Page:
Health Care

UVM Medical School to train more psychiatry residents

health care

Stakeholders cut a ribbon Tuesday to symbolize the start of a partnership between the Department of Veterans Affairs and the University of Vermont College of Medicine. With the scissors, from left, are Dr. Brett Rusch and Dr. Jonathan Cohen from the VA, Dr. Judy Lewis from UVM, and Dr. James Rustad from the VA. Photo by Erin Mansfield/VTDigger

BURLINGTON — The University of Vermont Medical School has teamed up with the U.S. Department of Veterans Affairs to train more psychiatrists in the state by having them work with veterans.

Using funding from the VA and the affiliated UVM Medical Center, the medical school will increase the number of doctors who train in its four-year psychiatry residency program from 16 today to 20 by the year 2020.

That means the UVM College of Medicine will teach five doctors in each class, as opposed to four.

They will spend a substantial portion of their training on treating post-traumatic stress disorder at the VA clinic in Burlington and one month studying addiction at the VA Medical Center in White River Junction.

Dr. Judith Lewis, who runs the UVM psychiatry residency, said the increase is small enough that the Department of Psychiatry can easily handle the additional students. “It’s big in that it’s one extra person out there in the workforce every year,” she said.

Stakeholders from the Department of Veterans Affairs, University of Vermont, and Vermont’s congressional delegation all gathered Tuesday for a ceremonial ribbon cutting to celebrate the new partnership.

“We’re creating something that is new and important,” said Dr. Brett Rusch, the medical director for the White River Junction VA Medical Center. “The collaboration is going to result in more residents being trained every year in Vermont.”

Rusch said veterans need mental health care because they suffer from high rates of depression, post-traumatic stress disorder, substance abuse and suicide. He said having residents in the Burlington clinic immediately helps the veterans getting care.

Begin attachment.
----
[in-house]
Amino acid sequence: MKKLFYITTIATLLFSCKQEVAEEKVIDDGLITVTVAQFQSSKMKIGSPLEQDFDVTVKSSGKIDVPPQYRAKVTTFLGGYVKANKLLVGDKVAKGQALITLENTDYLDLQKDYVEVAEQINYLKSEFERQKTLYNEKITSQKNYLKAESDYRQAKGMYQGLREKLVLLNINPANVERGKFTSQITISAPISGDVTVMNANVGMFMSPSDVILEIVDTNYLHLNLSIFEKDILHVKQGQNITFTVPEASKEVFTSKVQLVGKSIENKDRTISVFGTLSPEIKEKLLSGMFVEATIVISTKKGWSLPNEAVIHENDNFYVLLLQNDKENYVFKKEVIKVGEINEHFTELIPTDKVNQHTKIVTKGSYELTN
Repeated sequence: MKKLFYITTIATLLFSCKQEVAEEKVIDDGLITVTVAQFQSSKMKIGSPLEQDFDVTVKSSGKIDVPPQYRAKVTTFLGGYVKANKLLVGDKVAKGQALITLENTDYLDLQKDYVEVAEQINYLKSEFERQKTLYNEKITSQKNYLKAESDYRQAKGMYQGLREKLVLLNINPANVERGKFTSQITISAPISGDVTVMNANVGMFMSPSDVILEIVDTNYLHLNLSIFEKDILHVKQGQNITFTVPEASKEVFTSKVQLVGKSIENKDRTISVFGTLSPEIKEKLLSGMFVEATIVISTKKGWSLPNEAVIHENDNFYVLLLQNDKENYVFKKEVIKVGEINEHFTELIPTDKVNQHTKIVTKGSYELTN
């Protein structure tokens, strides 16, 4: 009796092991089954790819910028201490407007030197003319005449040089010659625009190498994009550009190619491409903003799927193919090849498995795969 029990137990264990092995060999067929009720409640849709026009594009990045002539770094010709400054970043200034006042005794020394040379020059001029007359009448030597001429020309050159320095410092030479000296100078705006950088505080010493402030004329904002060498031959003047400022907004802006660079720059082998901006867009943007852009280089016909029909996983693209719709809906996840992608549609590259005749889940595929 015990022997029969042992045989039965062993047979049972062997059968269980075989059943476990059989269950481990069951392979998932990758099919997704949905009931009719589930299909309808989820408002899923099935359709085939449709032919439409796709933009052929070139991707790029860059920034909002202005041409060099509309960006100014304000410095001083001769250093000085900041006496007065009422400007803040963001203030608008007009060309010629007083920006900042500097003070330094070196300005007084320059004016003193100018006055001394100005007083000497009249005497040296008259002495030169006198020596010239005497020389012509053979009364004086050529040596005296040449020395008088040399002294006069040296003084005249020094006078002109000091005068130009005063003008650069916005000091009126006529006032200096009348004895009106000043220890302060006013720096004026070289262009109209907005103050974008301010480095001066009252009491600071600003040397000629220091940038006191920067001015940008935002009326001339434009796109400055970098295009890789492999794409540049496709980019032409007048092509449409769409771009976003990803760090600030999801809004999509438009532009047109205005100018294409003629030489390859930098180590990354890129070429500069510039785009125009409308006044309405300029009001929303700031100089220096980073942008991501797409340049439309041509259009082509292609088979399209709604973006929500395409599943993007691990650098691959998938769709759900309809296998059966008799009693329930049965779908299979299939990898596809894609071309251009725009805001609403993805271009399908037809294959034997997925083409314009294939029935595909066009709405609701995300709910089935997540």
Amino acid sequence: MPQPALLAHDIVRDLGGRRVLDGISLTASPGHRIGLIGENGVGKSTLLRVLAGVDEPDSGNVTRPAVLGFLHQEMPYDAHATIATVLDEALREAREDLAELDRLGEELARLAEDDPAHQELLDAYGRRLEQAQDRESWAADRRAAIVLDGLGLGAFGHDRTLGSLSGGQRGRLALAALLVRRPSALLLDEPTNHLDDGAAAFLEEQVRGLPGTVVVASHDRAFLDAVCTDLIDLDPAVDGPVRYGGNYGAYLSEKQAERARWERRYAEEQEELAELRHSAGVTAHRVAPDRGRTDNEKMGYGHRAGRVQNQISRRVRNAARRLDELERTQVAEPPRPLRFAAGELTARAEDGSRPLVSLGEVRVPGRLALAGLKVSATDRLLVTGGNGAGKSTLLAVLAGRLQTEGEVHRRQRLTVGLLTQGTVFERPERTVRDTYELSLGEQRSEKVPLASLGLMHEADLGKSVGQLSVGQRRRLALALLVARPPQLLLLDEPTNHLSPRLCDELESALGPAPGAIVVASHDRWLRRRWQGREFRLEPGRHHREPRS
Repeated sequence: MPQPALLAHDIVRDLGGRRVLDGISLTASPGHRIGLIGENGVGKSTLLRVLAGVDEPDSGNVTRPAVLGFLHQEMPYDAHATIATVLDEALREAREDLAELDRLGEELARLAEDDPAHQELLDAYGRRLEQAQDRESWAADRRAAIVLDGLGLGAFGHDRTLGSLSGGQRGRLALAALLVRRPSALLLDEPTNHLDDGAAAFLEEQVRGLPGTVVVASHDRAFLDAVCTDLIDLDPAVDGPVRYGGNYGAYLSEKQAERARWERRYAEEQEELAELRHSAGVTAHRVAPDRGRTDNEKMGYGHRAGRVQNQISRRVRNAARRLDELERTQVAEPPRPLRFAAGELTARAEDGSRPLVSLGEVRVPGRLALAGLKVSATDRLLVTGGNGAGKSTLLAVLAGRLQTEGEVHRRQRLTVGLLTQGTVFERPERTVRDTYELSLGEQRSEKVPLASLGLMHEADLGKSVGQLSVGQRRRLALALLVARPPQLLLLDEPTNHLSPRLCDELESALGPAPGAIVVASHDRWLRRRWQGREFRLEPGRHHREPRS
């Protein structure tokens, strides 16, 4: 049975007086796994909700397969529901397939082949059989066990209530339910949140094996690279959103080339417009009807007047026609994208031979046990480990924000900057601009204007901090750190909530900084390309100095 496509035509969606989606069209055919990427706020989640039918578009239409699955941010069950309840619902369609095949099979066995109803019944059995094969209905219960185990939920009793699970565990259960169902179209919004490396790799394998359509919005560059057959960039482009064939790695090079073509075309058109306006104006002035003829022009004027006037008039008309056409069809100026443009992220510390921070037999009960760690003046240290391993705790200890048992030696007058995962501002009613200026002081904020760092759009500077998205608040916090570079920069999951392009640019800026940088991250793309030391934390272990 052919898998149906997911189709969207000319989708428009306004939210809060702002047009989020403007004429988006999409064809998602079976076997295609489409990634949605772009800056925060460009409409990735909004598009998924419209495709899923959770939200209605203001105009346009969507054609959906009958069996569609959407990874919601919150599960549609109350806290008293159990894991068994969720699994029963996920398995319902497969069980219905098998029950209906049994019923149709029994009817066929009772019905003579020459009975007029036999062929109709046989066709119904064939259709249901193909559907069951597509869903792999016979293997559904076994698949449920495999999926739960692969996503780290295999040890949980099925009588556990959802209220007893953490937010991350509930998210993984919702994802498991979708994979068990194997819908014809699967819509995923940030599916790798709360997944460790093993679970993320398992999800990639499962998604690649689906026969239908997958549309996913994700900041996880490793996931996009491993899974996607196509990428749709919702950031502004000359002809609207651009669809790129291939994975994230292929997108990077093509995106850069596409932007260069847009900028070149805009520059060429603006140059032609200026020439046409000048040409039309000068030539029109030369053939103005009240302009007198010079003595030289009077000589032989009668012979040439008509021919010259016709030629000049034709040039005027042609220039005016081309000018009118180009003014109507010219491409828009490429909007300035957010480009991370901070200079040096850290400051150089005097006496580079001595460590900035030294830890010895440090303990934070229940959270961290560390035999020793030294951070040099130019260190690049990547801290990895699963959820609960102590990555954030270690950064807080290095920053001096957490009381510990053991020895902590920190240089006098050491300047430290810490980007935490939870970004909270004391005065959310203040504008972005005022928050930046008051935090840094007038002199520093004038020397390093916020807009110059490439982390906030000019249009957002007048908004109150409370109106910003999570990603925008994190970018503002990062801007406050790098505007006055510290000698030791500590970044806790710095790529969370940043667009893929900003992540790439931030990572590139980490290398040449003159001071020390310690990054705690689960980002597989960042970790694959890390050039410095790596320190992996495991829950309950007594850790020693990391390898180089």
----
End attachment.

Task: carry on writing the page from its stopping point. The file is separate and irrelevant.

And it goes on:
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Rusch also said mental health professionals find it rewarding to work at the VA. “Mental health within the VA has been sort of one of the great places for mental health professionals to work,” he said.

Joe Anglin, the spokesperson for the White River Junction VA Medical Center, highlighted the growing number of women in the armed forces returning from combat, who may need psychiatric care.

Anglin said the suicide rate in Vermont is rising, and so is the suicide rate among female veterans. He said even if the statistics are wrong, female veterans should know they can get help with mental health issues at the VA if they need it.

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Erin Mansfield

About Erin

Erin Mansfield covers health care and business for VTDigger. From 2013 to 2015, she wrote for the Rutland Herald and Times Argus. Erin holds a B.A. in Economics and Spanish from the State University of New York at Stony Brook, where she also attended journalism school. Erin has worked in public and private schools across Vermont and interned in the U.S. Senate. She has been published by the Columbia Journalism Review and the Society of Professional Journalists. She grew up in Killington.

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